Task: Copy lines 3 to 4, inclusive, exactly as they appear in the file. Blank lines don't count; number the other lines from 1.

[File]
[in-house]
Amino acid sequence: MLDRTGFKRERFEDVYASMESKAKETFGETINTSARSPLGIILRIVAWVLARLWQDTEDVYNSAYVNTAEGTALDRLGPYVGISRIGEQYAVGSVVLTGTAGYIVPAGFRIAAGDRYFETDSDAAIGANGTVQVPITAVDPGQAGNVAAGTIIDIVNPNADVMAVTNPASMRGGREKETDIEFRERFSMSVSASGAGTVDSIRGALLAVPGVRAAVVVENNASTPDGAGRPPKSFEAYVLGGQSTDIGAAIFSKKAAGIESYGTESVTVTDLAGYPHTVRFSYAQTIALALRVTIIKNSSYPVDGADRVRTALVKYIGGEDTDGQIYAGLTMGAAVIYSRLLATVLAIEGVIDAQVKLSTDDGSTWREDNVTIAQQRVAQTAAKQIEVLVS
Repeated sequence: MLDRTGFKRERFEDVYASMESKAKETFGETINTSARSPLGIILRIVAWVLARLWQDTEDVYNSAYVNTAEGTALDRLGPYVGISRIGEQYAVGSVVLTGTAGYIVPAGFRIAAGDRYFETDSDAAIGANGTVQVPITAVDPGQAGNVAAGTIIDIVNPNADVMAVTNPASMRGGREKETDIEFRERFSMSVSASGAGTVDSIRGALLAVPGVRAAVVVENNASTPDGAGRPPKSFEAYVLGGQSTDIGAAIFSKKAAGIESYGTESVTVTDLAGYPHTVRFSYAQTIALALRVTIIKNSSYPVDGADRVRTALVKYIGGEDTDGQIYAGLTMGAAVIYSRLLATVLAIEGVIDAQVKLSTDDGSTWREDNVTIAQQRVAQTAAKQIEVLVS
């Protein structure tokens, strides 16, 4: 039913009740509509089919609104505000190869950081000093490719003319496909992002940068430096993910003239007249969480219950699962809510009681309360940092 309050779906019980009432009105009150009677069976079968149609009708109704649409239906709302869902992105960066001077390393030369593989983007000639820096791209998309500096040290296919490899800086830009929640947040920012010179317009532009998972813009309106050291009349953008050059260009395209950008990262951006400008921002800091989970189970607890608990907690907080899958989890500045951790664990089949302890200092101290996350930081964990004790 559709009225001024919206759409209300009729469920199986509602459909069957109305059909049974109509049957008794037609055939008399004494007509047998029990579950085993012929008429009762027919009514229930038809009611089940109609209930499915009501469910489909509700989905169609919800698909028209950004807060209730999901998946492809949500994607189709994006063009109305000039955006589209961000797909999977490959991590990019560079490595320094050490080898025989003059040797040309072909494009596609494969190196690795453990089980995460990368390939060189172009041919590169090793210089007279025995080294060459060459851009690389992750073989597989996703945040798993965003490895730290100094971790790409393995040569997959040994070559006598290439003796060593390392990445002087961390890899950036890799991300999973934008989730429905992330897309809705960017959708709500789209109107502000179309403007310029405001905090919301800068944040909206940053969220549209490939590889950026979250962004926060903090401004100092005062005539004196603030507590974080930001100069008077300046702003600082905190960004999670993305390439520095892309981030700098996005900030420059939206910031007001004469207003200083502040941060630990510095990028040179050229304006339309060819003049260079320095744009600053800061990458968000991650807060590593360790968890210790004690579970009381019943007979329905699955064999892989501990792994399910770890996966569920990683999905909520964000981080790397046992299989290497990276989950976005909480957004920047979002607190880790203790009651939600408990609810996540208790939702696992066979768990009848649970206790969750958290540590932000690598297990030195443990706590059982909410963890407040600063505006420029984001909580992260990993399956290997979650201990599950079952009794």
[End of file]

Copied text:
Repeated sequence: MLDRTGFKRERFEDVYASMESKAKETFGETINTSARSPLGIILRIVAWVLARLWQDTEDVYNSAYVNTAEGTALDRLGPYVGISRIGEQYAVGSVVLTGTAGYIVPAGFRIAAGDRYFETDSDAAIGANGTVQVPITAVDPGQAGNVAAGTIIDIVNPNADVMAVTNPASMRGGREKETDIEFRERFSMSVSASGAGTVDSIRGALLAVPGVRAAVVVENNASTPDGAGRPPKSFEAYVLGGQSTDIGAAIFSKKAAGIESYGTESVTVTDLAGYPHTVRFSYAQTIALALRVTIIKNSSYPVDGADRVRTALVKYIGGEDTDGQIYAGLTMGAAVIYSRLLATVLAIEGVIDAQVKLSTDDGSTWREDNVTIAQQRVAQTAAKQIEVLVS
């Protein structure tokens, strides 16, 4: 039913009740509509089919609104505000190869950081000093490719003319496909992002940068430096993910003239007249969480219950699962809510009681309360940092 309050779906019980009432009105009150009677069976079968149609009708109704649409239906709302869902992105960066001077390393030369593989983007000639820096791209998309500096040290296919490899800086830009929640947040920012010179317009532009998972813009309106050291009349953008050059260009395209950008990262951006400008921002800091989970189970607890608990907690907080899958989890500045951790664990089949302890200092101290996350930081964990004790 559709009225001024919206759409209300009729469920199986509602459909069957109305059909049974109509049957008794037609055939008399004494007509047998029990579950085993012929008429009762027919009514229930038809009611089940109609209930499915009501469910489909509700989905169609919800698909028209950004807060209730999901998946492809949500994607189709994006063009109305000039955006589209961000797909999977490959991590990019560079490595320094050490080898025989003059040797040309072909494009596609494969190196690795453990089980995460990368390939060189172009041919590169090793210089007279025995080294060459060459851009690389992750073989597989996703945040798993965003490895730290100094971790790409393995040569997959040994070559006598290439003796060593390392990445002087961390890899950036890799991300999973934008989730429905992330897309809705960017959708709500789209109107502000179309403007310029405001905090919301800068944040909206940053969220549209490939590889950026979250962004926060903090401004100092005062005539004196603030507590974080930001100069008077300046702003600082905190960004999670993305390439520095892309981030700098996005900030420059939206910031007001004469207003200083502040941060630990510095990028040179050229304006339309060819003049260079320095744009600053800061990458968000991650807060590593360790968890210790004690579970009381019943007979329905699955064999892989501990792994399910770890996966569920990683999905909520964000981080790397046992299989290497990276989950976005909480957004920047979002607190880790203790009651939600408990609810996540208790939702696992066979768990009848649970206790969750958290540590932000690598297990030195443990706590059982909410963890407040600063505006420029984001909580992260990993399956290997979650201990599950079952009794």